Mumbai – the city of dreams, home to me and million others; And I’m not just talking about those who live here permanently but the numerous others as well who work, study, visit and keep coming back for more. Home, where you’re happy, you belong, you don’t care how clean or safe or whatever, you just fit, just feel right…



To me Mumbai has always been home, my whole world (when I was younger), where I was born and where I live. It has become a part of my personality and I actually take pride in it. Yes, it has its downfalls, and I’m usually one of the first to complain but lately, I’ve have so many mixed feelings towards this city… It’s crowded (includes traffic jams, stare-ers and dash-ers), biased, loud, dirty, un-safe (at times) but at the same time, it’s secular, people from all walks and parts of the world live here, it’s fast to react and bounce back from a disaster, and in spite of being a commercial/financial hub, has pockets of nature and fresh air right here! What’s not to love, right?! Being a regular middle class, suburb-resident of this city, I have always done all the normal things, like eat street chaat, walk through narrow shady shortcuts, and travel by trains (yes, the ‘over-crowded lifeline of the city’), buses and the infamous rickshaws.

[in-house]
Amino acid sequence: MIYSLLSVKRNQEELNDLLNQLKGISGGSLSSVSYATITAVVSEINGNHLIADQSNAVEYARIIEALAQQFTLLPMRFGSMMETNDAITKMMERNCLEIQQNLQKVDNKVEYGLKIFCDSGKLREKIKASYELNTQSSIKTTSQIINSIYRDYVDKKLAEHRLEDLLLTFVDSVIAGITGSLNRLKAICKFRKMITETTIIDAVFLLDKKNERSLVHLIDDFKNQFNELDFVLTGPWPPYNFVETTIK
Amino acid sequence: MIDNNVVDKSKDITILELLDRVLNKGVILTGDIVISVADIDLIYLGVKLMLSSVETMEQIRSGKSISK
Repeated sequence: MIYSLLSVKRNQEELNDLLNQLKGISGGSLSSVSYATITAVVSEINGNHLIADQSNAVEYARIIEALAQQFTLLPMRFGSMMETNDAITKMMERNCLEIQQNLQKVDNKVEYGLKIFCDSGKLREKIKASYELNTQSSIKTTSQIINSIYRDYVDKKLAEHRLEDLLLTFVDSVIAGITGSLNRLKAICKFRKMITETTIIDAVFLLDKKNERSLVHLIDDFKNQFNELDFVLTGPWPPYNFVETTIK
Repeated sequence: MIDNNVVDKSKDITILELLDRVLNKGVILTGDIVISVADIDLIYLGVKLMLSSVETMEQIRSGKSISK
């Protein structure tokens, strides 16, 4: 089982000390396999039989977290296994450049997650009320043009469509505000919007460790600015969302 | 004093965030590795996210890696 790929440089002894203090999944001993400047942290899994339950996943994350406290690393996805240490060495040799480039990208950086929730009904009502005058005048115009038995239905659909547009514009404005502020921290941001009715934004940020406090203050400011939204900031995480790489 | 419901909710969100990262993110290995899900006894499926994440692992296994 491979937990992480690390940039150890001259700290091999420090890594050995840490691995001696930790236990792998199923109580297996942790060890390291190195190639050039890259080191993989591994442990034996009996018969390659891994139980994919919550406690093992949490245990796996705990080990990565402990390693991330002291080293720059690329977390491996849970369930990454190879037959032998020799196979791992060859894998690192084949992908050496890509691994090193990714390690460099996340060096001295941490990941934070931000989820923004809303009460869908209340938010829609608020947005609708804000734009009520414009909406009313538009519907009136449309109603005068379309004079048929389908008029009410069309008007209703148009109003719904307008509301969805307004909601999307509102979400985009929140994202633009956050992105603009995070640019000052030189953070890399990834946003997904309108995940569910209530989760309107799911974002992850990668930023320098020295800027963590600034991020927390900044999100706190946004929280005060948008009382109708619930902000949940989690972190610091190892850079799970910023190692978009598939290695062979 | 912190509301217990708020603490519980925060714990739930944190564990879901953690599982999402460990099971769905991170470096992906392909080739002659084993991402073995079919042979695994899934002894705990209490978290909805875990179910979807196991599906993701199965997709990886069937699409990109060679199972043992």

Recently, I’ve had the pleasure of working and travelling with some expats. And I realized all that I’ve written above and that I’ve never looked at this city from another perspective; it can be so different when you do. Public transport, especially trains are big no-no for most expats in the city for so many reasons I never understood before; but after travelling with them I can see why… Commuting from Colaba to Andheri by cab is something I’ve never done before (probably never even thought of), because normally I’d take a train and be there in 40-something minutes but this way everything was different… You skip the hustle and bustle of the local trains and working class (which can be a lot of fun at times, crowded, exhausting, but fun!), the crowd leading up to the station (I prefer to walk real fast and dodge everyone in my way coz it’s fun & saves time coz I’m always late 😛 ), the loud, annoying, manner-less, personal space invading fellow commuters and instead simply enjoy the (more often than not bumpy) ride, view, sea breeze and peaceful conversations effortlessly.



This leaves me with the realization that like beer, train travel in Mumbai is an acquired taste. And also that it’s a freakin expensive place! So it seems I have a love-hate relationship with this city. And like any other relationship, I seem to have over looked so much that it took some lovely visitors (who are also bewitched by this city) to make me realize all this…


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